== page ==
Despite the recognition among academics and “financial sophisticates” of the “many faults” associated with the excess earnings approach—and despite the IRS “all but abandoning” the excess earnings ideology—it still enjoys wide acceptance among family law courts, both at the trial and appellate levels, for valuing small, closely held businesses, says Jerome Karsh (Karsh Consulting) in the current American Journal of Family Law (Fall 2012) (subscription only).
In his article, “Bringing Business Valuation Out of the Dark Ages,” Karsh attributes the entrenchment of the excess earnings method not only to its historical use and precedential value, but also to its “simplicity in both form and substance.” Further, “it has emerged as the method of choice in family law valuations of most professional practices where little or no market for such can be defined.” After exploring the many criticisms of the method—as well as the problems with using public market data as a proxy in private market valuations in general—Karsh concludes:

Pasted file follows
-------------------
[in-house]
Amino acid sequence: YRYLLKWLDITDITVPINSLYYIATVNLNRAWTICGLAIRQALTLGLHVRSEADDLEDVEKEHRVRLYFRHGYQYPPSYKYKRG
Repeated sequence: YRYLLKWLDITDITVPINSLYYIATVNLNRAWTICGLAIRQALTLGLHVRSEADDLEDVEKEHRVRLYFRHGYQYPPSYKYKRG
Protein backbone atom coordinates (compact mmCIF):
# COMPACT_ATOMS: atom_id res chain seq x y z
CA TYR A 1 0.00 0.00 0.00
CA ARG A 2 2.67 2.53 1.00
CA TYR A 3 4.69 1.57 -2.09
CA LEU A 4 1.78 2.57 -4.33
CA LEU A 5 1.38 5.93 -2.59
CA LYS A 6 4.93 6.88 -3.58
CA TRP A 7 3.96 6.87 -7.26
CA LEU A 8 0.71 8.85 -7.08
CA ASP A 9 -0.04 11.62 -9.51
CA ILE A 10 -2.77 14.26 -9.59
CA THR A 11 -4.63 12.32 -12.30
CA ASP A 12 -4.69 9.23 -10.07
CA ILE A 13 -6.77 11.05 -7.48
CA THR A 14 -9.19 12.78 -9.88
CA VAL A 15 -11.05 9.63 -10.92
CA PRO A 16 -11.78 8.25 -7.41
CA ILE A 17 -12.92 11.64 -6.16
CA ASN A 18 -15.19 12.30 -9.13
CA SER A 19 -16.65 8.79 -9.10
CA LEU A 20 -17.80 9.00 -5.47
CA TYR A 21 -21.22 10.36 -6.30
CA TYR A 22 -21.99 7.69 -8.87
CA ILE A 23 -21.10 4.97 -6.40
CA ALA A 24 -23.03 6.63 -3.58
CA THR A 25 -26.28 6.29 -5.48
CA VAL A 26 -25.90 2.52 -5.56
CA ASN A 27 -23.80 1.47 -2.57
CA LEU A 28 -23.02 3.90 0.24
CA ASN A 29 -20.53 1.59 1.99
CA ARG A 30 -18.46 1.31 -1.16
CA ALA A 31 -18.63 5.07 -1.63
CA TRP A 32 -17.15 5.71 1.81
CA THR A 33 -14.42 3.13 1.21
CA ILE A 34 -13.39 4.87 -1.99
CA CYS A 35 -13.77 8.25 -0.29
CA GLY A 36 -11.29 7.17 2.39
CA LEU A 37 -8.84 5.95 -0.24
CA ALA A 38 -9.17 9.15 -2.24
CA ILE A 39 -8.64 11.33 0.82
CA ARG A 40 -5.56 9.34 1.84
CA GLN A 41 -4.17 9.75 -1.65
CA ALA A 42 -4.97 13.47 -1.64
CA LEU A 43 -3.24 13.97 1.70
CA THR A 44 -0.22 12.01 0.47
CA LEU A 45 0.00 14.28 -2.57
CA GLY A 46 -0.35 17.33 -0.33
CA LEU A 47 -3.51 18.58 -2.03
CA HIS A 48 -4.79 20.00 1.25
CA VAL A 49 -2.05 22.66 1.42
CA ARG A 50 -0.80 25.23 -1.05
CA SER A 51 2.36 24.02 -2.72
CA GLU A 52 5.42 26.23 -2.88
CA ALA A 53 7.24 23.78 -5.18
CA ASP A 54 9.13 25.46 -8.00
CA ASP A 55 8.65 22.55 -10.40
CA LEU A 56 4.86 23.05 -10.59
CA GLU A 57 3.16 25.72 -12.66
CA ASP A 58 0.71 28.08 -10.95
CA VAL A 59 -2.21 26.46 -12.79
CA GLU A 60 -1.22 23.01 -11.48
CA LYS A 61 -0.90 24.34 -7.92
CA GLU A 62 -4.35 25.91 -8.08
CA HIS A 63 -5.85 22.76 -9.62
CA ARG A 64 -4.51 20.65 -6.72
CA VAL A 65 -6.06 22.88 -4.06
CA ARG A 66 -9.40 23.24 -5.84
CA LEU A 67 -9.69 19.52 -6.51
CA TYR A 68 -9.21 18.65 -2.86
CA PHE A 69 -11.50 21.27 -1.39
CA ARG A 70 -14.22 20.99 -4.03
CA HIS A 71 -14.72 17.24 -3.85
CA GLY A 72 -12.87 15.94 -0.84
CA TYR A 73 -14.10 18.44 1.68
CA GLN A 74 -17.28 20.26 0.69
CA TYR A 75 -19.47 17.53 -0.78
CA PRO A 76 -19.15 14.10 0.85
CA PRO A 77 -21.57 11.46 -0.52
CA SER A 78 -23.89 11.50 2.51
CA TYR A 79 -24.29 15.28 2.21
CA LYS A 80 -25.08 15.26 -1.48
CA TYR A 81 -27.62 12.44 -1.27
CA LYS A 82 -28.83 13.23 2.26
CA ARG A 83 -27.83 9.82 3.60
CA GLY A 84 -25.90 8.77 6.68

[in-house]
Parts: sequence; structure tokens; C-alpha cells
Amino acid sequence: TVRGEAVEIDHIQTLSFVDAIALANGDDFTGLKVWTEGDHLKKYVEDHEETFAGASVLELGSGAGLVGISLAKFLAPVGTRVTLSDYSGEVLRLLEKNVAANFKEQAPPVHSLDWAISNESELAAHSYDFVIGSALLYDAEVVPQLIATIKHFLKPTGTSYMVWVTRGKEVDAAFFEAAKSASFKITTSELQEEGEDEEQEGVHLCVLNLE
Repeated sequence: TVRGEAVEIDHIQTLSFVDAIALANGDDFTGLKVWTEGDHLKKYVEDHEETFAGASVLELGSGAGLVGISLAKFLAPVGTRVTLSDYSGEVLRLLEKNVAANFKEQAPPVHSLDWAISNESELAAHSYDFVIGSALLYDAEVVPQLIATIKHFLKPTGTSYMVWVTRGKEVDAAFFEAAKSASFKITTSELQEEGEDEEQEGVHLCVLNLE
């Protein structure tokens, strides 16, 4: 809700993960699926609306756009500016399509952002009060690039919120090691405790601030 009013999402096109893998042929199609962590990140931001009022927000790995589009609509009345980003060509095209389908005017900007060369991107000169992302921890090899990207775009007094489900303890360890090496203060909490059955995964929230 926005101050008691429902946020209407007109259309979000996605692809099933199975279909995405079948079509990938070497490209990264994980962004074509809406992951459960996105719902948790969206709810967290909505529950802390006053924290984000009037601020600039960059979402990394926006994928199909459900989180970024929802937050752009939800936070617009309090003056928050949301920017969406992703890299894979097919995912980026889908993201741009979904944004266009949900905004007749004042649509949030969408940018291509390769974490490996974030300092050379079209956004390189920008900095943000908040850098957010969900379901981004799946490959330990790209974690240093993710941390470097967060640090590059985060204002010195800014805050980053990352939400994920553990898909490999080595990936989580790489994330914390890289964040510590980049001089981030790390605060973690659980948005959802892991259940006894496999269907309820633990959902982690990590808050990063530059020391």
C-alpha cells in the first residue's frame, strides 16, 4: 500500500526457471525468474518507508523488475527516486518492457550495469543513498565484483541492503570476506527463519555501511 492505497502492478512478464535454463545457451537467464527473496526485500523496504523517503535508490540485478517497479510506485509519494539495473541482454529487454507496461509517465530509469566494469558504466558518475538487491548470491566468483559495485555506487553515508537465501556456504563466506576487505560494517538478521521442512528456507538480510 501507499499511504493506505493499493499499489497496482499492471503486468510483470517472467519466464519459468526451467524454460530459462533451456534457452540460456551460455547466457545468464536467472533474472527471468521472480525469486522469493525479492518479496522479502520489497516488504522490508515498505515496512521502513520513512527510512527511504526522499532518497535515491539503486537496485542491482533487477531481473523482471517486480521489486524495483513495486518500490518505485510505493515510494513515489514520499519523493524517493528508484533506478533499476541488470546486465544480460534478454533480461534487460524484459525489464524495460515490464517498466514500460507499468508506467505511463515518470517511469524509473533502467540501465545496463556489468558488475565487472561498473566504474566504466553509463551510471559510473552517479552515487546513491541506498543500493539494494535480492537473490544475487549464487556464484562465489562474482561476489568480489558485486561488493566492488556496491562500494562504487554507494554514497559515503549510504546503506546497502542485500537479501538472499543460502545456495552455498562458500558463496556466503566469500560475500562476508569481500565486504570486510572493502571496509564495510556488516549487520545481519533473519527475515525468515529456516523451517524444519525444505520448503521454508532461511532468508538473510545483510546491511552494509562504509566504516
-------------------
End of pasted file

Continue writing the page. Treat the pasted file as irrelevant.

Perhaps it is time to add the same caveat as contained in Rev. Ruling 68-609, modified to read regarding the use of public securities data for the returns in the private market: Public securities data may be used in determining the fair market value of closely held business interests only if there is no better basis for making the determination.
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